A week after he set off a South Florida firestorm by allegedly threatening to massacre gays in a 'Pulse-like' attack on a Wilton Manors nightclub, Craig Jungwirth is under arrest, this time for some very serious charges.
The FBI has speedily accused Jungwirth of making online terrorist threats, a federal crime.
At a hearing in Orlando's United States District Court on Tuesday, a federal judge will decide if Jungwirth is even entitled to a bond. For a host of reasons, he may not be.
Here is why.
First, at his initial hearing, federal prosecutors have a right to detain him automatically for 72 hours, while they amass information showing he is a flight risk or danger to the community.
Both arguments can be validated. Along with the lethal potential of his present threats, Jungwirth has a sordid past of placing others in fear of their own safety. It has led to judicially ordered restraining orders against him by three different judges in three different states, all in recent years.
Additionally, his residential history is sketchy at best. He has been evicted from apartments in Broward, and in Orlando he lied to the court about his address, listing as his home a self storage warehouse. Then he provided the State of Florida with a Walnut Creek, California address on a corporate filing. That's not good if you are trying to provide a judge with a reliable address. If you are out on bond, courts want to know where you are.
Secondly, compounding his criminal legal problems, Jungwirth has two pending criminal charges against him in Broward.
While already out on bond for a charge of defrauding an innkeeper, Jungwirth was subsequently arrested and charged for criminal mischief.
Last week, businessman Nick Berry, the victim in both cases, notified the state attorney of a second case. Mike Satz's office had been unaware of the same. Their bad.
When you are out on bond, and get arrested on a new charge, the court, on its own, or upon the petition of a state attorney, can revoke your bond or alter the conditions of your release.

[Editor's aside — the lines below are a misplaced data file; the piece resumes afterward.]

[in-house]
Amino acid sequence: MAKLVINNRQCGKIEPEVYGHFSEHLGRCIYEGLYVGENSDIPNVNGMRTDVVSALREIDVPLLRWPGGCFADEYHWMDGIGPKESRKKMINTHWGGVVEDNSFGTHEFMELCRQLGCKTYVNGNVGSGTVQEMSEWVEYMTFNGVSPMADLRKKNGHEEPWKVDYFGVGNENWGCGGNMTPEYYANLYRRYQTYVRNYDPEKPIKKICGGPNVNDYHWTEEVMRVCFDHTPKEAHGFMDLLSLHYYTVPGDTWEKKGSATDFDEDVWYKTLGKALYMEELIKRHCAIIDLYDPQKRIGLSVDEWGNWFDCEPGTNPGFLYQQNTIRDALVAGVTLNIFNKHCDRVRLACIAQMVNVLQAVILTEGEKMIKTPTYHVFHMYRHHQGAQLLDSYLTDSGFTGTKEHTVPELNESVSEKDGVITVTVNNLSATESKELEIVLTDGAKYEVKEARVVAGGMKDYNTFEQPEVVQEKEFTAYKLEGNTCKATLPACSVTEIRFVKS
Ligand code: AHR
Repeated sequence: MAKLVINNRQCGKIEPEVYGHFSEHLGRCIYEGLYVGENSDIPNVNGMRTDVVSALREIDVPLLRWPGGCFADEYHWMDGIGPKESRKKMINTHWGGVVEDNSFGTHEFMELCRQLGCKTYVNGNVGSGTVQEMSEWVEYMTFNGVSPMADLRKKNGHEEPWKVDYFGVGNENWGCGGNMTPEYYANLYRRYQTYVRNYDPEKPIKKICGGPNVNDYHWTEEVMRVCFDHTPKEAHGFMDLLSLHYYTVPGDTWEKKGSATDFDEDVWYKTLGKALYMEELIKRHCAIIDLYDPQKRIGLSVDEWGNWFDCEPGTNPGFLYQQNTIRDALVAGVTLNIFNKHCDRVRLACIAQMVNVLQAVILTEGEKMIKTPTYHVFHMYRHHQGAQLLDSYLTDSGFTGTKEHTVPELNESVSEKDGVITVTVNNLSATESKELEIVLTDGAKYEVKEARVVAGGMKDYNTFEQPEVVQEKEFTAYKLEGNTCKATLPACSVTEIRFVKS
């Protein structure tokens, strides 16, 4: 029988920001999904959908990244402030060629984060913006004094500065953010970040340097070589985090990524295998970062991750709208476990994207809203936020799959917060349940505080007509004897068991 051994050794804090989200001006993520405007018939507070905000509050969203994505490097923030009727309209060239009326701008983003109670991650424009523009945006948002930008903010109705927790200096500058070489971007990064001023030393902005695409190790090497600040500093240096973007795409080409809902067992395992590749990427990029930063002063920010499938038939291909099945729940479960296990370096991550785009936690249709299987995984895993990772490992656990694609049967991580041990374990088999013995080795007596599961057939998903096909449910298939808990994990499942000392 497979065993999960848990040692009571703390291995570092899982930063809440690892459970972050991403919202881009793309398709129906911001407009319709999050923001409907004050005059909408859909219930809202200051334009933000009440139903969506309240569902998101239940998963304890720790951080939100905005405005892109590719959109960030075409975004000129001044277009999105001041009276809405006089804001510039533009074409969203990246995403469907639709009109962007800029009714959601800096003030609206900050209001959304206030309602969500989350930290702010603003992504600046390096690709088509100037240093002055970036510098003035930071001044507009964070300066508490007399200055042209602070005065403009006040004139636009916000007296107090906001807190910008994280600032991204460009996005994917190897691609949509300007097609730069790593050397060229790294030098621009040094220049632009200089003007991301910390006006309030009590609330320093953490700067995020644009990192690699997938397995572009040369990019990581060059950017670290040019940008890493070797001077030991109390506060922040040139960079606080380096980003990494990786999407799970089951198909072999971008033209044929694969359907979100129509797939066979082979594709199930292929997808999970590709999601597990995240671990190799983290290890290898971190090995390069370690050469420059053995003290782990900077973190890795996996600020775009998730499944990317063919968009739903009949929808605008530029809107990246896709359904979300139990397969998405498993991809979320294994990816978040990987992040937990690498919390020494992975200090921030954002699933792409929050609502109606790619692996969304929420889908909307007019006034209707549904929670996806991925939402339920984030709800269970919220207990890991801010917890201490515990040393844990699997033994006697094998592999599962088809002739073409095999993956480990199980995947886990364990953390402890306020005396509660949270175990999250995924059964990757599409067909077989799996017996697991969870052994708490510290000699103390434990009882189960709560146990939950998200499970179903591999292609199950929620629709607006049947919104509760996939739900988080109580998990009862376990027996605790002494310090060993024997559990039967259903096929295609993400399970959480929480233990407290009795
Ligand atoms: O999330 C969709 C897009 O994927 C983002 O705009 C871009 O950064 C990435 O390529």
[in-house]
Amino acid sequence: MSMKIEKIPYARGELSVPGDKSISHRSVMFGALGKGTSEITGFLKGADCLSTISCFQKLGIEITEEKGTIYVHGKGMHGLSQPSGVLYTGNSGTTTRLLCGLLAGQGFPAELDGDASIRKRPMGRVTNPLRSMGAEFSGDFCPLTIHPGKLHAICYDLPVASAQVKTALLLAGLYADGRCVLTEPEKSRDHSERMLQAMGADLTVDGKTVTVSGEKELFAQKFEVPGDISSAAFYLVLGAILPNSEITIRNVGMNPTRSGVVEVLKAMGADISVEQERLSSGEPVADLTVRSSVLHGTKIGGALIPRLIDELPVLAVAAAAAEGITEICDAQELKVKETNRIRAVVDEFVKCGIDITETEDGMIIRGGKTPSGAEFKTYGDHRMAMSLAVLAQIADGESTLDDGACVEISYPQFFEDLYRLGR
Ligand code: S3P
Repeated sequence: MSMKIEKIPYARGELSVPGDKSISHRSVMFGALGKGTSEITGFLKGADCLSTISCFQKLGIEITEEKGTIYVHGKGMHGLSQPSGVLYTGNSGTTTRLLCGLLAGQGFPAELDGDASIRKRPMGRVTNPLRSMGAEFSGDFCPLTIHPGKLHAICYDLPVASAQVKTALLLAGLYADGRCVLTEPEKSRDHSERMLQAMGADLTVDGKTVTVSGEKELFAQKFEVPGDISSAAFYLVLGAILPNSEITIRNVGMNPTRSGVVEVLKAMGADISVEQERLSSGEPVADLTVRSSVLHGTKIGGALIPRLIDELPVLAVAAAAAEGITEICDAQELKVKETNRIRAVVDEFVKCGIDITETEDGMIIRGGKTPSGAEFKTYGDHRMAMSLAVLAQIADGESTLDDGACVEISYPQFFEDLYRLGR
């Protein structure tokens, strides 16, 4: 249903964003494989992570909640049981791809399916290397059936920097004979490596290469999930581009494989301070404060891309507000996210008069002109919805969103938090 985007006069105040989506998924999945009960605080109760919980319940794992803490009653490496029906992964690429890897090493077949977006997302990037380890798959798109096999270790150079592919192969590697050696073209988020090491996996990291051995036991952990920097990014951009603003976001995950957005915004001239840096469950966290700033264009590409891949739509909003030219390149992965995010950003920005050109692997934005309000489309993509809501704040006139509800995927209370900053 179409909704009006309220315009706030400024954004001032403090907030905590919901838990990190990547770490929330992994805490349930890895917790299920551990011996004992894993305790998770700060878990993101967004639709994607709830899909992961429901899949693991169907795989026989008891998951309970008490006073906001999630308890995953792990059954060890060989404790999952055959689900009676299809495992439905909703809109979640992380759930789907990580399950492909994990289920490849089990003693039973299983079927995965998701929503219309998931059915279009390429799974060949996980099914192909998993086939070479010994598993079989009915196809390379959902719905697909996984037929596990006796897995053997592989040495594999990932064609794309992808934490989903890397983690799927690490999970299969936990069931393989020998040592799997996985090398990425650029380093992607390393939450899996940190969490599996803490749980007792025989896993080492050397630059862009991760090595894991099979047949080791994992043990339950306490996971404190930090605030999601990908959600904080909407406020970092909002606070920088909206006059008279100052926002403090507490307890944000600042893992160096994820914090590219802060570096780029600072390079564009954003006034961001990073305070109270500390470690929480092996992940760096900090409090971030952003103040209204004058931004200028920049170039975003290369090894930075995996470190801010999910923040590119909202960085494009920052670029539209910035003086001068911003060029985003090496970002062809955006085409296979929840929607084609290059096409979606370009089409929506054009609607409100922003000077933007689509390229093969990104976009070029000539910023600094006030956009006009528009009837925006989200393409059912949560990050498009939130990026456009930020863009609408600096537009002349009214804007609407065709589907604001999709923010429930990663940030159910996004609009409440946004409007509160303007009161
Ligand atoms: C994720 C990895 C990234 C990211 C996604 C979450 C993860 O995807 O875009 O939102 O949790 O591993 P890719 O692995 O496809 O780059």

On Friday, a Broward County judge issued a warrant for Jungwirth. What this means is that when Jungwirth appears in court on Tuesday, he will already have an arrest pending in another county on an outstanding warrant, making it even less likely that a court would immediately release him.
If that wasn't enough, there’s more. A local businessman, Jeff Black, has filed an application for a new restraining order against Jungwirth for allegations of yet new potential threats to his person and safety. In my opinion, the jurist assigned to the case erred in failing to grant Black an 'ex parte' restraining order on the spot. He could have and should have.
Additionally, there is anther recently documented incident where Jungwirth had threatened Pink Submarine's Dawn Holloway.
Finally, the simple fact that he was stopped last week for driving on an eight year old suspended license, another misdemeanor, drives another nail into the bail application.
Faced with a multiplicity of incidents, all involving threats to individuals, it is my conclusion that Jungwirth will be denied a bond release in the immediate future. I have been a criminal defense lawyer 40 years, and I sure would not let the guy out. If he in any way is subsequently or eventually released, you can bet it will be with an electronic monitoring device strapped to his ankle.
The truth is, as SFGN revealed earlier this year in our expose of Jungwirth's Beach Bear Weekend's frauds, he is seriously unhinged and probably mentally compromised. He has become a threat and danger to others, let alone himself. He had my staff locking our door, and me, making sure my .357 magnum was accessible, locked and loaded.
In the end, as in the beginning, Craig Jungwirth has been his own worst enemy, himself setting into motion all the factors that warrant his present incarceration. He tried to perpetrate a fraud but got caught.
A little credit is due also to both Jeff Black and Robert Young, the former host of Beach Bear Weekend. Both men, along with Nick Berry, overcame public and professional apathy to press their case against Jungwirth at every level.
I am proud SFGN joined in that effort. That is what a community newspaper is supposed to do. Ultimately, we are all in this together.
Read SFGN's coverage of Jungwirth here SFGN.com/Jungwirth